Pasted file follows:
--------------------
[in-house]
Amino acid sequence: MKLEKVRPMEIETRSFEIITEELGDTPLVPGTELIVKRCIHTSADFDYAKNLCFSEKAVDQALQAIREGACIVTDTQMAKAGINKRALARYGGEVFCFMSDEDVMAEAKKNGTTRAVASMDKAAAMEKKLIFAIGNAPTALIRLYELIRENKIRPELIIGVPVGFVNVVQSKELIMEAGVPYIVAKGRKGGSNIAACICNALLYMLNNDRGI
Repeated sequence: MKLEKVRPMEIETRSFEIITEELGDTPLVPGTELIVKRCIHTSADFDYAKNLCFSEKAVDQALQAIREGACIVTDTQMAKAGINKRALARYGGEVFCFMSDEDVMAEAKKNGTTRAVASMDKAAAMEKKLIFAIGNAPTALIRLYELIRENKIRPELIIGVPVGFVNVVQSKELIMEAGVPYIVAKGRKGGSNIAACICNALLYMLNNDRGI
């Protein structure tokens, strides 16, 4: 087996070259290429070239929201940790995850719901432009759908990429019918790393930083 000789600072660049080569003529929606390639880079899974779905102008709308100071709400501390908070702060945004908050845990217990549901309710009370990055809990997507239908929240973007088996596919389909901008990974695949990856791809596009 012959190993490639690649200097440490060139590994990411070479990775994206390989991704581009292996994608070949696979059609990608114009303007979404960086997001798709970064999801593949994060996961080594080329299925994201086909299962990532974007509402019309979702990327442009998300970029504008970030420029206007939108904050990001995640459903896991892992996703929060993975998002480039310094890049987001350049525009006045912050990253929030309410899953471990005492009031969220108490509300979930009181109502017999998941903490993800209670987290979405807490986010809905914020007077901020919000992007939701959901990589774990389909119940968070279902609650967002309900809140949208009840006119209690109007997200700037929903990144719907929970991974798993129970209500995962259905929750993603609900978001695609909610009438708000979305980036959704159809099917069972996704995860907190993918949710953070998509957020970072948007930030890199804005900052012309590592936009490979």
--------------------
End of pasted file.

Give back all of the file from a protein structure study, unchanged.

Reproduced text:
[in-house]
Amino acid sequence: MKLEKVRPMEIETRSFEIITEELGDTPLVPGTELIVKRCIHTSADFDYAKNLCFSEKAVDQALQAIREGACIVTDTQMAKAGINKRALARYGGEVFCFMSDEDVMAEAKKNGTTRAVASMDKAAAMEKKLIFAIGNAPTALIRLYELIRENKIRPELIIGVPVGFVNVVQSKELIMEAGVPYIVAKGRKGGSNIAACICNALLYMLNNDRGI
Repeated sequence: MKLEKVRPMEIETRSFEIITEELGDTPLVPGTELIVKRCIHTSADFDYAKNLCFSEKAVDQALQAIREGACIVTDTQMAKAGINKRALARYGGEVFCFMSDEDVMAEAKKNGTTRAVASMDKAAAMEKKLIFAIGNAPTALIRLYELIRENKIRPELIIGVPVGFVNVVQSKELIMEAGVPYIVAKGRKGGSNIAACICNALLYMLNNDRGI
């Protein structure tokens, strides 16, 4: 087996070259290429070239929201940790995850719901432009759908990429019918790393930083 000789600072660049080569003529929606390639880079899974779905102008709308100071709400501390908070702060945004908050845990217990549901309710009370990055809990997507239908929240973007088996596919389909901008990974695949990856791809596009 012959190993490639690649200097440490060139590994990411070479990775994206390989991704581009292996994608070949696979059609990608114009303007979404960086997001798709970064999801593949994060996961080594080329299925994201086909299962990532974007509402019309979702990327442009998300970029504008970030420029206007939108904050990001995640459903896991892992996703929060993975998002480039310094890049987001350049525009006045912050990253929030309410899953471990005492009031969220108490509300979930009181109502017999998941903490993800209670987290979405807490986010809905914020007077901020919000992007939701959901990589774990389909119940968070279902609650967002309900809140949208009840006119209690109007997200700037929903990144719907929970991974798993129970209500995962259905929750993603609900978001695609909610009438708000979305980036959704159809099917069972996704995860907190993918949710953070998509957020970072948007930030890199804005900052012309590592936009490979």